The nucleation of the amino acids, aspartic acid and asparagine monohydrate, beneath monolayer films has been investigated as a function of film material and surface pressure. For the first time, nucleation has been shown to occur preferentially beneath films at low to medium surface pressures and not at high surface pressures as previously found, At high surface pressures, where the film was close-packed, the nucleation rate was low. In contrast, the nucleation rate was optimum under films at low to medium surface pressures. Since the close-packed films were unable to induce significant nucleation promotion, it is highly unlikely that this optimum nucleation at lower surface pressures occurs beneath close-packed film islands, but rather it is induced by the inherent nature of the films at lower surface pressures. We believe these novel results arise from both the substantial adsorption of the amino acid zwitterions between the film molecules and the exploitation of the greater compressional freedom of films at lower surface pressures: which enables greater lattice mismatches between the film and nucleating crystal face to be accommodated. Based on these findings, a new mechanism for nucleation beneath monolayer films is proposed. By using molecular modeling it was possible to demonstrate the existence of an electrostatic and geometric correlation between the film and nucleating crystal face in all cases. Therefore nucleation beneath the monolayers was governed by both strong adsorption upon the film and a correspondence between the structure and geometry of the film and nucleating crystal face, the latter correspondence being facilitated by the greater compressibility of the lower surface pressure films.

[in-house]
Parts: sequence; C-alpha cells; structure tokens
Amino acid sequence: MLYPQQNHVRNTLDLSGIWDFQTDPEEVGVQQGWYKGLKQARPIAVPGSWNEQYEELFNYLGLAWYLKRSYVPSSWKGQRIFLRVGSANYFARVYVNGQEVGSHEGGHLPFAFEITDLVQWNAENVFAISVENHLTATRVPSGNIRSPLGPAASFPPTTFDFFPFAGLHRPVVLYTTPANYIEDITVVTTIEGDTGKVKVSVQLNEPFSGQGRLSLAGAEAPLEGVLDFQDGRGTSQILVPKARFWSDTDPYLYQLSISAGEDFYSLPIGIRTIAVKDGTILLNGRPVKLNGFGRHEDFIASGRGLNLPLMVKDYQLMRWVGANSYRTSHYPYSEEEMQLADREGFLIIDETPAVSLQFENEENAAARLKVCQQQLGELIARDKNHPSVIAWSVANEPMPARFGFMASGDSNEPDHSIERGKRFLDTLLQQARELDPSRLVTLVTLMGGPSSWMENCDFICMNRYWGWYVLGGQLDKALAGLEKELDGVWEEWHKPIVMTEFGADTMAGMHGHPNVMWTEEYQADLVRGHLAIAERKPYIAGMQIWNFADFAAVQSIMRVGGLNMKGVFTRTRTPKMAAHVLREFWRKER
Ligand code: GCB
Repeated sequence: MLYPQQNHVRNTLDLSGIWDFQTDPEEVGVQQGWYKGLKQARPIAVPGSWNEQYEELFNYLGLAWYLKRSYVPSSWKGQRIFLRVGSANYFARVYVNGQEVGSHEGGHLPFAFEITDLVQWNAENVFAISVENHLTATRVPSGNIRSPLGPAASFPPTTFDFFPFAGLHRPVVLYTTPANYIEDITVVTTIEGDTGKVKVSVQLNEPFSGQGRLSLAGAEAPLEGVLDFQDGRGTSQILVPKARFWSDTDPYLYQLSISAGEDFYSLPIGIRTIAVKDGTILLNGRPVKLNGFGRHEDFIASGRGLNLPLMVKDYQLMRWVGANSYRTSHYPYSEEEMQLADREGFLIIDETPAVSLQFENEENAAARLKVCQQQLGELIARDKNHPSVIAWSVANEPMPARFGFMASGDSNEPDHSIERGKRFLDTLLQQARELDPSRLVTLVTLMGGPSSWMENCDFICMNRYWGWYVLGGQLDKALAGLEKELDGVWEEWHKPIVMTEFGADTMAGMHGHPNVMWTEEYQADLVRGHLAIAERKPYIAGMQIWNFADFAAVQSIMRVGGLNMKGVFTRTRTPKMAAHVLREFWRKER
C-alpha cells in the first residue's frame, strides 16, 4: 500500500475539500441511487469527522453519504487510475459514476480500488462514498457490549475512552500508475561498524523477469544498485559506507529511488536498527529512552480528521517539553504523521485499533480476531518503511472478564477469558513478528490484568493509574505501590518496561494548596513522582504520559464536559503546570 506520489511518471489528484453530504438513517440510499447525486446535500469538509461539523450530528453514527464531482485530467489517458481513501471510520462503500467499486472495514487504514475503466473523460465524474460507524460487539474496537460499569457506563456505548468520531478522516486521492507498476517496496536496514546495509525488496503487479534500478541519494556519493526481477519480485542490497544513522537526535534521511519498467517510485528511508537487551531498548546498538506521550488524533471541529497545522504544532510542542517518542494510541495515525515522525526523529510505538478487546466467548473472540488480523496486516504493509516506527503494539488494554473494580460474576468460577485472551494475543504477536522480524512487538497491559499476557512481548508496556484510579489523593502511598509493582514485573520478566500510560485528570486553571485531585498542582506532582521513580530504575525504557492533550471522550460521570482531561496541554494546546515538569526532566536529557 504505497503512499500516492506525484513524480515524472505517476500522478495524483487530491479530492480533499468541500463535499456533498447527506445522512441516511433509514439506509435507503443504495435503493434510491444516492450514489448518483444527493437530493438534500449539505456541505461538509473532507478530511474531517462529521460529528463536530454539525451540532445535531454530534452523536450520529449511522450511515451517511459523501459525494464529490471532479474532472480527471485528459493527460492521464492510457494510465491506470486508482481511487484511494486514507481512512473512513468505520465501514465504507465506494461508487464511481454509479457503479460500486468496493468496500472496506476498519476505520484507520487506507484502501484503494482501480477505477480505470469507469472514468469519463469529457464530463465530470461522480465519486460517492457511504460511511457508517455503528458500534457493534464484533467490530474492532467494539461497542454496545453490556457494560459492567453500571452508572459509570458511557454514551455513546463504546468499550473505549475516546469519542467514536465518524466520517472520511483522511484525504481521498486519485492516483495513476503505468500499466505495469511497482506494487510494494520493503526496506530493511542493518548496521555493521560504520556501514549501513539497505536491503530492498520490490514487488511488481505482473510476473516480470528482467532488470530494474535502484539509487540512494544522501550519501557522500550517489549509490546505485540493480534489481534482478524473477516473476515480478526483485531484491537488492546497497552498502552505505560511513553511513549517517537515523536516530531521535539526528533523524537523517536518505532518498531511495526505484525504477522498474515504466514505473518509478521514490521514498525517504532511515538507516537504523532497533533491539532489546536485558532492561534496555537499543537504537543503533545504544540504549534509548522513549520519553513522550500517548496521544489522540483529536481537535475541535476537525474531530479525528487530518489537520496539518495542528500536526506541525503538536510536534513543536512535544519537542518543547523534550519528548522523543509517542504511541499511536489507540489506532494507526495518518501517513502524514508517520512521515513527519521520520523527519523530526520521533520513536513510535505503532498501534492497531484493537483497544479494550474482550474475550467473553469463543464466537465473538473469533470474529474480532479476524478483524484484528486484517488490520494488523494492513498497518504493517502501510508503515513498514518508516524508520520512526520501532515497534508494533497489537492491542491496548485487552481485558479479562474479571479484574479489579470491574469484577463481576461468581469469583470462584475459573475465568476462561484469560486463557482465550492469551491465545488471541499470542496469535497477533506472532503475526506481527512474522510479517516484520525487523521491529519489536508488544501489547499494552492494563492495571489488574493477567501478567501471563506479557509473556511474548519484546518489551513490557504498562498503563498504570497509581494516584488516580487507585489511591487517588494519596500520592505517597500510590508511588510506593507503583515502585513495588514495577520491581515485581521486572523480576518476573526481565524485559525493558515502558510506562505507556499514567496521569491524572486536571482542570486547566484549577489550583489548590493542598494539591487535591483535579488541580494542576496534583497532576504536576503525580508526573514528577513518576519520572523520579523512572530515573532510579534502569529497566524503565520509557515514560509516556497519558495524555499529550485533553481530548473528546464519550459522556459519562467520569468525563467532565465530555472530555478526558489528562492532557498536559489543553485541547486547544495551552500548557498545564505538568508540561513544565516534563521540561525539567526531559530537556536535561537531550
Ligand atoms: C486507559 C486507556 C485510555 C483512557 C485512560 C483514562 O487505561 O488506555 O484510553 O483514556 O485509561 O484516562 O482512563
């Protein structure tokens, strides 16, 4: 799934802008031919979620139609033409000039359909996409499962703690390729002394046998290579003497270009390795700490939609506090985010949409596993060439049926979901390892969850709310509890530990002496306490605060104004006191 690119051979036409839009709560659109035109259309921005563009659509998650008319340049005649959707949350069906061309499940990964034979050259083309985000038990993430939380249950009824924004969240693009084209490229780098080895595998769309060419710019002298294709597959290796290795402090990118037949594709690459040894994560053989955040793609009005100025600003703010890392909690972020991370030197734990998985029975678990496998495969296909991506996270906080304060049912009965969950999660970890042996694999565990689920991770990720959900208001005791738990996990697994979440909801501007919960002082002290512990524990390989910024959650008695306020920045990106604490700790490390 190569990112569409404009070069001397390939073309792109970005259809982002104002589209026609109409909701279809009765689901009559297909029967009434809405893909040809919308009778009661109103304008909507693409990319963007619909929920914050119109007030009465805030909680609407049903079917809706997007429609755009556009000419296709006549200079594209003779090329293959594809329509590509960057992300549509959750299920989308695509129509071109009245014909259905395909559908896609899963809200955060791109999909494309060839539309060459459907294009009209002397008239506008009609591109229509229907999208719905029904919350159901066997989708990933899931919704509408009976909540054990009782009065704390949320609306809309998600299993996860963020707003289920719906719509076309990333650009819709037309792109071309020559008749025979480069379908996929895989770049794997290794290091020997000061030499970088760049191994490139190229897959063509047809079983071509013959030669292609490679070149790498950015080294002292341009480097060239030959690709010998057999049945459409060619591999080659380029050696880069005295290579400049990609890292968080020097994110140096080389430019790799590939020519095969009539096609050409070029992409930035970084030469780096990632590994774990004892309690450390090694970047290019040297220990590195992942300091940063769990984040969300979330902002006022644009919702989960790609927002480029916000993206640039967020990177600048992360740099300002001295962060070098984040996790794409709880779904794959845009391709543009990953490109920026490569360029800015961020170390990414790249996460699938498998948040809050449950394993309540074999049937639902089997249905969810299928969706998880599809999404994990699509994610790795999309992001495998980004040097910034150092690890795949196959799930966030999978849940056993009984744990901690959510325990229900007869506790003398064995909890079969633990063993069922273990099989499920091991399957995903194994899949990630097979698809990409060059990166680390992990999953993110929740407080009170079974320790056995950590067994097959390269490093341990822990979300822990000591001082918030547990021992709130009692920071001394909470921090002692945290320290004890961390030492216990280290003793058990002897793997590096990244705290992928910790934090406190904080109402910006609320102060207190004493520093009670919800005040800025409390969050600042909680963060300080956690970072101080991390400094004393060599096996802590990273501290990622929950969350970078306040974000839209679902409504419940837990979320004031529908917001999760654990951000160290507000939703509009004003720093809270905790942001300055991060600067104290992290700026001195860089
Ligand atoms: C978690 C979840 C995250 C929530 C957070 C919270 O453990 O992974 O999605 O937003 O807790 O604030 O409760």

|Number of pages||9|
|Journal||Journal of the American Chemical Society|
|Publication status||Published - 11 Mar 1998|